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Exposed or not, vulnerabilities are dangerous

November 8, 2017 | in Vulnerabilities
Tim Kadlec
| By Tim Kadlec

An illustration of a wooden dock with a broken board

Illustration by Lou Reade.

Imagine you have a pond in your backyard, with a wooden dock. One day, as you’re walking out on the dock, you discover a board is cracked. It’s close to breaking. You’re faced with the decision to either fix it or let it sit for awhile and get to it later. Now, if you’re the only one who goes out on the dock, it’s not necessarily a big deal. You know the board is broken, and you’ll look out for it (assuming you remember).

But what about the rest of your family? Or the friends that come over? There’s no guarantee that, even if you tell them all, they’ll all remember. Eventually, someone is going to step on that board and get an unwanted bath. All it takes is one person, one step.

Often a library may have a known vulnerability, but unless the site or application in question is using a particular method call, that vulnerability is not exposed. In this case, you would be forgiven for ignoring the vulnerability—it just doesn’t impact your current system.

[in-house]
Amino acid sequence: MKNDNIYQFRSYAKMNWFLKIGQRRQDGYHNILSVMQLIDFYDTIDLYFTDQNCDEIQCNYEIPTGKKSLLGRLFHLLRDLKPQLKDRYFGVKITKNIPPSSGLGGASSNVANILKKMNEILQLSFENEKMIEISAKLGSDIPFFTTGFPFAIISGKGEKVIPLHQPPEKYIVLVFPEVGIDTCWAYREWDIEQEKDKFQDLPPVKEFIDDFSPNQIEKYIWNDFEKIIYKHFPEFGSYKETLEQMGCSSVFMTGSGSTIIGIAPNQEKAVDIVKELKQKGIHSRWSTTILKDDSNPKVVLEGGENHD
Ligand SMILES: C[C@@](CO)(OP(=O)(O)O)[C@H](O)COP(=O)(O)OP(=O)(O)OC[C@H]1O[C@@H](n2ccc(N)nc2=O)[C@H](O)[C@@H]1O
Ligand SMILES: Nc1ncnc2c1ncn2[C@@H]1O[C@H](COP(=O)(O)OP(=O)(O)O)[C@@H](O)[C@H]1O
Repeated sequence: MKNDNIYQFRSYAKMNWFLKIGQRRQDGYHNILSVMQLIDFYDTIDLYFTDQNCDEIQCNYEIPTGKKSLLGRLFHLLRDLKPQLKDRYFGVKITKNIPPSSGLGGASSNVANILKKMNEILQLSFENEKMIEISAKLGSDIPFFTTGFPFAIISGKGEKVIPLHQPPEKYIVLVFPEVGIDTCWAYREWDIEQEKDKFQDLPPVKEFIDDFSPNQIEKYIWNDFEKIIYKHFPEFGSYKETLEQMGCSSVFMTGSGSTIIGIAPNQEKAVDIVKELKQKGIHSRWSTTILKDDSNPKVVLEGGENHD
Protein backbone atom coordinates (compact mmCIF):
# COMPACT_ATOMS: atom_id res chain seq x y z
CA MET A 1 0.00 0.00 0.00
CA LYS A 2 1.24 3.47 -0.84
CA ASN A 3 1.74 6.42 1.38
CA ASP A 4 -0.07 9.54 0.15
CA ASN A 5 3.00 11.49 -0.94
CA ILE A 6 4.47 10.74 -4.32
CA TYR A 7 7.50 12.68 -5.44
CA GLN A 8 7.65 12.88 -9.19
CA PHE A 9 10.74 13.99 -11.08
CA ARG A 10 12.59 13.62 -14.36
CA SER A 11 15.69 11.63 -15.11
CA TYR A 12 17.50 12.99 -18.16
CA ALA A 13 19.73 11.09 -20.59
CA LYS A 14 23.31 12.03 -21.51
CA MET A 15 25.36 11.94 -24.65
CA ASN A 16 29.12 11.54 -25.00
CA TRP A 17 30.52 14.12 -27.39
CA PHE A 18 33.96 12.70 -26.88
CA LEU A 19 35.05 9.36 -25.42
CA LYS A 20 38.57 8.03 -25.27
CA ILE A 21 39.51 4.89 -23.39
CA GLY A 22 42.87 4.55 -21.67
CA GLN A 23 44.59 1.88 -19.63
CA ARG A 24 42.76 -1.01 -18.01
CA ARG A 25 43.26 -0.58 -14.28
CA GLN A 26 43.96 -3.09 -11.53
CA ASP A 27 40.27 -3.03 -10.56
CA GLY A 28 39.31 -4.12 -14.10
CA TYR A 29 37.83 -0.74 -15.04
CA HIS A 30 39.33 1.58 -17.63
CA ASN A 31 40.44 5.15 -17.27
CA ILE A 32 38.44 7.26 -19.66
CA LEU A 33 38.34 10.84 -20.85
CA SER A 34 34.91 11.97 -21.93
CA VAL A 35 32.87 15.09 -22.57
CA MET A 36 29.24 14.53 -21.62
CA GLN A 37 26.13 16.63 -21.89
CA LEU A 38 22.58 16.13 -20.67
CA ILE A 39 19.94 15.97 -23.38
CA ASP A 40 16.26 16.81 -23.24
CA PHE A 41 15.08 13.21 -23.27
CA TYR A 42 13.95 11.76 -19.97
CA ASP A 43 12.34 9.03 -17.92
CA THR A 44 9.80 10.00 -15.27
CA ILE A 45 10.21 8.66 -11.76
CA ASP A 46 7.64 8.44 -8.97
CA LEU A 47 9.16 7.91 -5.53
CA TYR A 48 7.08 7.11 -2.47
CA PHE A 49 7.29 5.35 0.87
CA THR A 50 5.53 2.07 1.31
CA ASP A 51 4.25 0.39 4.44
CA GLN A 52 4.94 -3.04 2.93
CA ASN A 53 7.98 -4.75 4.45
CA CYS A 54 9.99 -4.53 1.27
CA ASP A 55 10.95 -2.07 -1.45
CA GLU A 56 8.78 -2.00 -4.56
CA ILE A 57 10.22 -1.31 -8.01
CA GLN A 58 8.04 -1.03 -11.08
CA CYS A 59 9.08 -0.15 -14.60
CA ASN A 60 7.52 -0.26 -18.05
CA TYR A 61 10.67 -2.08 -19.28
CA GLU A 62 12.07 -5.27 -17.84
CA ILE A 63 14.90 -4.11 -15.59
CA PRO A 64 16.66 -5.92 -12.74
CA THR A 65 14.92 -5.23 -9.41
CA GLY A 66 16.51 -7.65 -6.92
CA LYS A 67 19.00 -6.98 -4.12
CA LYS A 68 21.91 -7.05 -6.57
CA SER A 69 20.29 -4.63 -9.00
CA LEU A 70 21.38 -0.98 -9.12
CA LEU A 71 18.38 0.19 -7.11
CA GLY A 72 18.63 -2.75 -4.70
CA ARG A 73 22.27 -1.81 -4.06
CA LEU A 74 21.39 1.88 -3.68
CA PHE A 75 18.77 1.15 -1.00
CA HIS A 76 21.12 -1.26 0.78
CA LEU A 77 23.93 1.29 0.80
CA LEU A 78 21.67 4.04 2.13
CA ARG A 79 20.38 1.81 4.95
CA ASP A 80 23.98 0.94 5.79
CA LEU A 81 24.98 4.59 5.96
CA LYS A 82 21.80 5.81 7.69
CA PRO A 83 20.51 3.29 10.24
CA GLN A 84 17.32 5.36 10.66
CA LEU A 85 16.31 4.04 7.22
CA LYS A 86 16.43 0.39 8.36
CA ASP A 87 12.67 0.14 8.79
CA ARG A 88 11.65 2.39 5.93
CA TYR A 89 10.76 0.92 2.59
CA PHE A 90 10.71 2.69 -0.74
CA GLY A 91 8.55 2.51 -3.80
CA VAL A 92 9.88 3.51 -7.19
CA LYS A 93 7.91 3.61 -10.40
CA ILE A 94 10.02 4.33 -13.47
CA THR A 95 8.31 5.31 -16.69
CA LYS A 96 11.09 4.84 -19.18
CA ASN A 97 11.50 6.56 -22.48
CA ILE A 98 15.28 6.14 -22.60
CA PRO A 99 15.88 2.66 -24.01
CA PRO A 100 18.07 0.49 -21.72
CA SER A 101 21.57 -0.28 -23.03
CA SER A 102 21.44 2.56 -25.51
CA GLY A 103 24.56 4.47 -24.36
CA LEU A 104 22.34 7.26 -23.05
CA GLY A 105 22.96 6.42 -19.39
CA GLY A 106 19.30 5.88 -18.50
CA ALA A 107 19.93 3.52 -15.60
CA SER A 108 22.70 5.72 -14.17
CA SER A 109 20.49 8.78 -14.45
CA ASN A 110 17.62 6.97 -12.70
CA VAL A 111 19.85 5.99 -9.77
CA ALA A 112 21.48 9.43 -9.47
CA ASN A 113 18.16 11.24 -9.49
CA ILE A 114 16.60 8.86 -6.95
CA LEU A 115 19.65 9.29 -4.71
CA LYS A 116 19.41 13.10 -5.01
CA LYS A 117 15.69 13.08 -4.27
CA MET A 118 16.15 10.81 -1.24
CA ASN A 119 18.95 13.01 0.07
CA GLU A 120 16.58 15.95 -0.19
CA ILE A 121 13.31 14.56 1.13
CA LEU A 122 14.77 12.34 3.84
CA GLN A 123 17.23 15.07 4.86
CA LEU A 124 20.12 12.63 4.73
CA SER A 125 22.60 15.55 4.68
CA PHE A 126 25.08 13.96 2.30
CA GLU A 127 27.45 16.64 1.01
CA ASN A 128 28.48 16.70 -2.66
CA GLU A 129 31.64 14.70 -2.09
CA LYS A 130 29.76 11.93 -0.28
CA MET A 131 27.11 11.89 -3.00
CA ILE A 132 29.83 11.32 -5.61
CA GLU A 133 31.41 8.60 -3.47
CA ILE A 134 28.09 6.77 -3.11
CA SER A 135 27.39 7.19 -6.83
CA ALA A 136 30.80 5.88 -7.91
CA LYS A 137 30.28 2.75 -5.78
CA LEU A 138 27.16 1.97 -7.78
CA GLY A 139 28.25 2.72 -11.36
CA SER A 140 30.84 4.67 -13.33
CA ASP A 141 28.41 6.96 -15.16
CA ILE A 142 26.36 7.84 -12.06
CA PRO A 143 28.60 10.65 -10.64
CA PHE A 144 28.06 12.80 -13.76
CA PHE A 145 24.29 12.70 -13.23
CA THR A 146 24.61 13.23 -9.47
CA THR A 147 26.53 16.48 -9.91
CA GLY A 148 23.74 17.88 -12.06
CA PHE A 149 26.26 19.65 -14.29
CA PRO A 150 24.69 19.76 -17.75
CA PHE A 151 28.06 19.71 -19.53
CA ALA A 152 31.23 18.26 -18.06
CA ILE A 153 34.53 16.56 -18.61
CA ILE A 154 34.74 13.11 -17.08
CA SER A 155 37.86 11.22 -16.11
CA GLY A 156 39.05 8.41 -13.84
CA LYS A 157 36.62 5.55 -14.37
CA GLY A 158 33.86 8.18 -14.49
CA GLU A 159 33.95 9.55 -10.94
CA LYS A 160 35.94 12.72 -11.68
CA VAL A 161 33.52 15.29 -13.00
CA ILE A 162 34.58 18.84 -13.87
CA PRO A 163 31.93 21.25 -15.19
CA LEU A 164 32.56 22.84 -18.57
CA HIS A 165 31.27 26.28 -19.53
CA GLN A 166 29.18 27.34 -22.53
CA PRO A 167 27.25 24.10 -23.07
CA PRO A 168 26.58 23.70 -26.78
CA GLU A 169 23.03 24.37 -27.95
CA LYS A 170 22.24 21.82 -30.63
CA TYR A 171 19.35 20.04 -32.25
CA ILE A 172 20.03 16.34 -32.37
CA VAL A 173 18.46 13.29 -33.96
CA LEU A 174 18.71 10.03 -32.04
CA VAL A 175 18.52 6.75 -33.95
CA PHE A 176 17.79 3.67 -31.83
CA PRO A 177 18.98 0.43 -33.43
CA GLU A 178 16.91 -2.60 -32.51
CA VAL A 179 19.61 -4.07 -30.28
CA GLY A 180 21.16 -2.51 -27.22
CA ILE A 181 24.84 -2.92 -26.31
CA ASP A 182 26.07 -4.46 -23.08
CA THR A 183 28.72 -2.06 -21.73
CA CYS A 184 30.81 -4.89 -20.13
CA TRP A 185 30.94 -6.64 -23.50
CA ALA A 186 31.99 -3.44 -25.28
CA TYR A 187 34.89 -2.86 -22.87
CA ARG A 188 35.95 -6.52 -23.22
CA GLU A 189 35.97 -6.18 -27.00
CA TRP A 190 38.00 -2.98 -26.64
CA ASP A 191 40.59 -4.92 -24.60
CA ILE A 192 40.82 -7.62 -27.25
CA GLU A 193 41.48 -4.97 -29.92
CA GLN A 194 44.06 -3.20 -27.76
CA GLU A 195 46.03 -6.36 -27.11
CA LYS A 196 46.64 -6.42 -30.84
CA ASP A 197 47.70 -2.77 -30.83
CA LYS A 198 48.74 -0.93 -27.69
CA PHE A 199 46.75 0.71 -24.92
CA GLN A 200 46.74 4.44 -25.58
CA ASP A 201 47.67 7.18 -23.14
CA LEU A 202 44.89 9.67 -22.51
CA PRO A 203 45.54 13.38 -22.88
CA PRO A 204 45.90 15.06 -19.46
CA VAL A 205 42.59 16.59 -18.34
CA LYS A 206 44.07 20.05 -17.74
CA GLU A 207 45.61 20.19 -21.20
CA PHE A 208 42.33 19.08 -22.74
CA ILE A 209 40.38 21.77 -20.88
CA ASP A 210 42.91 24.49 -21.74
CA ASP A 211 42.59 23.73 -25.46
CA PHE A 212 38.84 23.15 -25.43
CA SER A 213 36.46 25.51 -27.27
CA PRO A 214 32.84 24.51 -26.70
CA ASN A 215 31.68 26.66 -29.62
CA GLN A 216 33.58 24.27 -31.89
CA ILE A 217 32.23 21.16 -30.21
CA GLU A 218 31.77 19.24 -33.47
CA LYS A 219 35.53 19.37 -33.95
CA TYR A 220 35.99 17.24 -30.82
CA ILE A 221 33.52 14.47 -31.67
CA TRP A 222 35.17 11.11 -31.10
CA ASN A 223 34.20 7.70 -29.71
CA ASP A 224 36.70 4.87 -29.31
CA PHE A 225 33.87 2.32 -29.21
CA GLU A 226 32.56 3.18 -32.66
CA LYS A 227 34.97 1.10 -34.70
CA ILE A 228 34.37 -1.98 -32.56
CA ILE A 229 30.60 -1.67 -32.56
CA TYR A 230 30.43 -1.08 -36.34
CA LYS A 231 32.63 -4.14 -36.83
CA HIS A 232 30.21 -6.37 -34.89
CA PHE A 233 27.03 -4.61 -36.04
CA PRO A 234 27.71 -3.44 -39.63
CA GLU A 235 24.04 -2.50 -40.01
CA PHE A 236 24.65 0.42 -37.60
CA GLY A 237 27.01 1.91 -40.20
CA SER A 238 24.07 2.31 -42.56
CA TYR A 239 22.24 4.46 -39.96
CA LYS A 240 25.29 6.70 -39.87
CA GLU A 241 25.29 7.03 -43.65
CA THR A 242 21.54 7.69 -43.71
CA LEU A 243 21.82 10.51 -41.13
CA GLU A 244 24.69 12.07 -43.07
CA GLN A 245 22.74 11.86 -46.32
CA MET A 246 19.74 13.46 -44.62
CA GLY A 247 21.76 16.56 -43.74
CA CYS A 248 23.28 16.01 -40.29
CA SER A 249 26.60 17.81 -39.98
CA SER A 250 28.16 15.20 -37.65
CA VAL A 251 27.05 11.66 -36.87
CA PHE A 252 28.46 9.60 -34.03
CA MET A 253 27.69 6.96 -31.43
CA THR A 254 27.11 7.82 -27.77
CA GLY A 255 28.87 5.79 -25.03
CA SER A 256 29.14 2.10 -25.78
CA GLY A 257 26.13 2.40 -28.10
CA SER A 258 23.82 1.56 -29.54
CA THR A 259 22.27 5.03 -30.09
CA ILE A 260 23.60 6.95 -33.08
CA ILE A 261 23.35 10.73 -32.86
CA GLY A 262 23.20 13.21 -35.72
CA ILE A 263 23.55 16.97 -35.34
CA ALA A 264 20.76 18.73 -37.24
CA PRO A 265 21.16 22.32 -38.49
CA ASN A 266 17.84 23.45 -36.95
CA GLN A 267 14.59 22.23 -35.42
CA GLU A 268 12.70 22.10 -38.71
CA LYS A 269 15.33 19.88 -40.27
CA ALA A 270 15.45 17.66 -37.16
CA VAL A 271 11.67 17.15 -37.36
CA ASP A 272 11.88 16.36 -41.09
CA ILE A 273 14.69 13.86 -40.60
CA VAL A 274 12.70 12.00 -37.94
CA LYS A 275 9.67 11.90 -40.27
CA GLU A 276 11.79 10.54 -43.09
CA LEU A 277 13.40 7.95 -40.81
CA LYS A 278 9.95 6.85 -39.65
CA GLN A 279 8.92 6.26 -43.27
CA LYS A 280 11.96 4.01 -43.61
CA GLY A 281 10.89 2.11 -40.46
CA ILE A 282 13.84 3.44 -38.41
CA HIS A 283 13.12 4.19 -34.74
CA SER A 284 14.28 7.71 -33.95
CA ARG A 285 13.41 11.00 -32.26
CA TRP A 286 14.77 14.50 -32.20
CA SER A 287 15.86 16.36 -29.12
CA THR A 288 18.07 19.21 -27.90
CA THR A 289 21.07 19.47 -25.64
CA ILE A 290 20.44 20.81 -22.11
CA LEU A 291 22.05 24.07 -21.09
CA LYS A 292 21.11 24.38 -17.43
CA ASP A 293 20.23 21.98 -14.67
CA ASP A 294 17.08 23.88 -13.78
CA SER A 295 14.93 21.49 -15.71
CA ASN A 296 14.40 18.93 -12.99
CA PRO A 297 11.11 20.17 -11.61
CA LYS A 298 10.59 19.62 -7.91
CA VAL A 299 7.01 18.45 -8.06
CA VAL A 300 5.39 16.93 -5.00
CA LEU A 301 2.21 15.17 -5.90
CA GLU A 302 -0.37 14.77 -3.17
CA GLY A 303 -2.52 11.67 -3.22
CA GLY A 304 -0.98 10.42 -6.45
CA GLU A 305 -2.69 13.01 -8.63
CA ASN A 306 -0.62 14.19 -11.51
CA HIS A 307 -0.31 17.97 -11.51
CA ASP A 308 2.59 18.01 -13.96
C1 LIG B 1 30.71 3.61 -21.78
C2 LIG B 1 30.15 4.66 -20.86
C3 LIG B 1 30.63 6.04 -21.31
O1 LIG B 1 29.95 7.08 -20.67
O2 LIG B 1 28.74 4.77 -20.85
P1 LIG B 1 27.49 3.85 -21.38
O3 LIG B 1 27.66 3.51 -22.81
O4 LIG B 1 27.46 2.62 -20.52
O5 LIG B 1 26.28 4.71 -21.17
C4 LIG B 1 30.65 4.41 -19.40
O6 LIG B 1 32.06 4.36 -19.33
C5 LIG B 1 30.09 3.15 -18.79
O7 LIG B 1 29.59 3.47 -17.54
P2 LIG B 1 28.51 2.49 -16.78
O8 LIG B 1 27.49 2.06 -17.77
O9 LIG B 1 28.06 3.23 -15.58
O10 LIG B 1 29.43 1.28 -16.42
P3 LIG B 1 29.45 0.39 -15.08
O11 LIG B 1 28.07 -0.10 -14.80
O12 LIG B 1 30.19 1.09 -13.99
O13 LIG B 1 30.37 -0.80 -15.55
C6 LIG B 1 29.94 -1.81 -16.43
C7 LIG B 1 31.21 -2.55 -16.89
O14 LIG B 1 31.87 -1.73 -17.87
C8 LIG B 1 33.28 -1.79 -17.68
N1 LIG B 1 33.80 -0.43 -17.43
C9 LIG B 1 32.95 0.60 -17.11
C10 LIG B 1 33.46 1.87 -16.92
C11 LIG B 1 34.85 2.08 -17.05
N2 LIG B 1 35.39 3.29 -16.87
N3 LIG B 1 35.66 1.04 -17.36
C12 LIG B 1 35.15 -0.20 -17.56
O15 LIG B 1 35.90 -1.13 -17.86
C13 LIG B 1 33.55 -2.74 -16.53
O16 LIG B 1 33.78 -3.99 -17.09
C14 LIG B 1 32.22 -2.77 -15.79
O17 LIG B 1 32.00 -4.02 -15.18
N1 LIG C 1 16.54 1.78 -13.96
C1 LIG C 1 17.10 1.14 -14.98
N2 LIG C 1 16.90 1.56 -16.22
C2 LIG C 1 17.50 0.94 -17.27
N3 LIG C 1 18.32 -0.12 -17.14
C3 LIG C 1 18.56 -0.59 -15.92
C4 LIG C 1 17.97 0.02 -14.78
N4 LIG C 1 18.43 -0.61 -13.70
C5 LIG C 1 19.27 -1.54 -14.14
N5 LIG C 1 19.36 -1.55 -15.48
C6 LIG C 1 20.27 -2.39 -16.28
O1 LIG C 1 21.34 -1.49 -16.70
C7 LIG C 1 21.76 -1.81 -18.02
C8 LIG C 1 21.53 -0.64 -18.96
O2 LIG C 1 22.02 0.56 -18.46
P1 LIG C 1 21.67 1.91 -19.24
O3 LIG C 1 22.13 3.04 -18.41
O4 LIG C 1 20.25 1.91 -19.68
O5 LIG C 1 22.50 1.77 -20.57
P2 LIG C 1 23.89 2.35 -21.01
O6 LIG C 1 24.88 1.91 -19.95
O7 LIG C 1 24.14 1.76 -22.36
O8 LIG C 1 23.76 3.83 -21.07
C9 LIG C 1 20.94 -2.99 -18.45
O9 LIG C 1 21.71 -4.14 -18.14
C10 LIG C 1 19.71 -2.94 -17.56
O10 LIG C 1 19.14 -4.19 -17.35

But the key word there is current. The thing about vulnerabilities is that they’re usually not very obvious. It’s not like the vulnerable method is clearly named “notSafeDoNotUse”. Vulnerabilities are subtle things, typically. One change in your settings, one innocent-seeming method call—that’s all it takes to go from safe to insecure.

Whether or not a vulnerability is exposed today matters, but not as much as some may think. It can absolutely be a determining factor in terms of priority. If you are faced with two vulnerabilities to address, and one is exposed and one is not, you prioritize the one that is exposed.

But it’s critical to address the unexposed vulnerabilities quickly as well. Until you do, it’s a weakness in your application, a chink in the armor. You’re one developer making one code change away from it being exploitable. Resilience matters, and an unexposed but unaddressed vulnerability adds an unnecessary level of fragility.

So much of security is reactive as those doing defense try to keep up with the myriad of ways an attacker will try to attack their system.

Known vulnerabilities that are not yet exposed in your application are not things to be ignored. What they are is a rare opportunity for you to stay a step ahead and lock things down before things go wrong.

With all the challenges we face in trying to defend our sites and applications, we should jump at any chance we get to be proactive in ensuring the security of what we build.